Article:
With so many agents out there & each one proclaiming to be an "expert" how do I know who really is an expert?

Asked by AL BRENT, Rocky River, OH Fri Apr 10, 2009

I'm an investor and need to know how to separate good deals from the bad and how to know what the house will be worth after I fix it up to sell.

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Jeff K, Home Buyer, Bristol, PA
Fri Apr 10, 2009
BEST ANSWER
Hi Bob,

You'll need to do much of what I did - interview a lot of agents. Have a good dialog with them. Some will be full of bs, and some will disappoint you. Here's what will help differentiate the Good one's: When they talk, they are asking a lot more questions than they are making statements. They'll be trying to understand your needs, and listening intently. Perhaps even taking notes.

An agent that really suits your needs is one that has spent time working with investors and will be very comfortable discussing properties from a numbers standpoint. The guy that I'm working with has a background in finance - that really helped us to see eye-2-eye.

You may wish to chat directly with the owning brokers to get their opinion of the 2-3 agents that they would position to you from their office (but don't work with the managing broker directly - they have too many distractions). Make sure they know that you are a serious buyer, and looking for a strong and serious partnership. So you just want their very best buying agents that know what to look for for an investor. He'll want to make sure that he sets you up with the right 2-3 agents for interviews - otherwise he loses your business (he gets half their commission - more if they also find your buyer).
1 vote
AL BRENT, , Rocky River, OH
Mon Apr 13, 2009
I'm the person who posed this question. Many people answered the explanation I gave, but didn't answer my question.

My favorite answers came from "Jefferson", "Vicky Chisner" and "Victor Kaminski".

I know the answers to my question. I am a broker with 30+ years of experience in brokerage, investing, flipping, buy and hold, property management, etc. Sean Dawes made a very good effort with his/her advice.

The reason I posed the question is many real estate agents advertise they are an expert. The one local "expert" who inspired me to ask the question has been in the business 6 months. I'll bet he thinks he's an expert because he took the basic courses (4 in Ohio) and perhaps sold a few houses.

I know some of you will give me grief because it was a trick question, but I was curious as to how my local "expert" would respond.

Sorry. But thank you for ALL of your responses.

Even the negatives from realestate#1
1 vote
Rhonda, Home Owner, Ohio
Mon Mar 26, 2012
I can't answer your question, but do have a good investment opportunity......I need an investor to buy my house and sell, lease or rent it back to me before it goes to sheriff's sale! It's been in the family for over 40 years, my in-laws passed away here and my little children (3, 6, and 8) were born and brought here! I need someone to help me! We are desperate and need some advise. I've been working with a lawyer for over a year. The mortgage company was not working with us at all....now weeks away from a sheriffs sale, they said if I come up with 93,000 dollars they will let us buy the house! I don't have it and would never be able to get the financing for it! I could put several thousand dollars down, (5-7)......someone please help!!!! thanks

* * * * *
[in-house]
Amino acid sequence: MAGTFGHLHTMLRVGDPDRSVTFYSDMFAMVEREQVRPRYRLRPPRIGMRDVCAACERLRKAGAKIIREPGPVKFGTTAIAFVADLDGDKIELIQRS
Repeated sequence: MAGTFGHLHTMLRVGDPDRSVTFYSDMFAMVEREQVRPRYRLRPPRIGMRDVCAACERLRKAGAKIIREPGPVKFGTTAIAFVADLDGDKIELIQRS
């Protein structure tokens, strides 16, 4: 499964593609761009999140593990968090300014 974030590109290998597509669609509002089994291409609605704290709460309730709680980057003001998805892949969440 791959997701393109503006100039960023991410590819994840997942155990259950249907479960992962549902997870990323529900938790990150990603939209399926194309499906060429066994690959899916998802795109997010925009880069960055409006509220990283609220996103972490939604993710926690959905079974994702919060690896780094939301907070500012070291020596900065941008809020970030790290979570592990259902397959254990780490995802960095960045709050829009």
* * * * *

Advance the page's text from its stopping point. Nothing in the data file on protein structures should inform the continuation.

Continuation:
Rhonda
0 votes
William Tier…, Agent, Cleveland and Akron, OH
Thu Nov 17, 2011
I would ask the Broker or Agent how many houses they have personally been in envolved with. If the quote "expert" has never either helped facilitate an investment property or purchased one themselves how could they be an expert?
0 votes
Sean Dawes, , Philadelphia, PA
Mon Apr 13, 2009
RealEstate1

How come in every answer you post, it is always realtor bashing comments?

He should not seek the advice of any realtor but why must you say all Realtors? There are plenty of realtors out there buying properties themselves and being very successful doing so. They would make great mentors and even business partners if Bob is interested. Realtors are on the "front lines" of the market and can spot deals right away. I know some realtors who check the hotsheets every 15minutes for deals.



Sean Dawes
Long and Foster Real Estate
Web Reference:  http://www.SeanDawes.com
0 votes
Connie Case, , Knoxville, TN
Mon Apr 13, 2009
Bob,

Find an agent that you like, you will be able to tell if they know what they are talking about!
Well, on the good deals, It is hard to determine which are good deals sometimes. If you have experience in remodeling, and get a home inspection, plus have a Realtor give you a Market Report for the area, that is about the best you can do.
0 votes
Victor Kamin…, Agent, Edison, NJ
Sun Apr 12, 2009
There is no short answer to this question but to start you definitely should know the market in the area you are looking and be able to spot a good deal when you see one and you should not be searching for anonymous 3rd parties.

Try talking to a few to start off, discuss what your looking for and see if they have they can or will assist you. Ask if they work with any other investors, and through your dialog see if they ask a lot of questions and then shut up to hear your answers or not. That is a good way, the best agents do more listening than talking but when they talk should be asking you a lot of questions, not idol chit chat, bragging or other BS! The best agents are the busiest ones.

If you're an investor you should have experience with agents, if you're a new investor you should be bright enough to detect if the agent is knowledgeable or even easier has a lack thereof.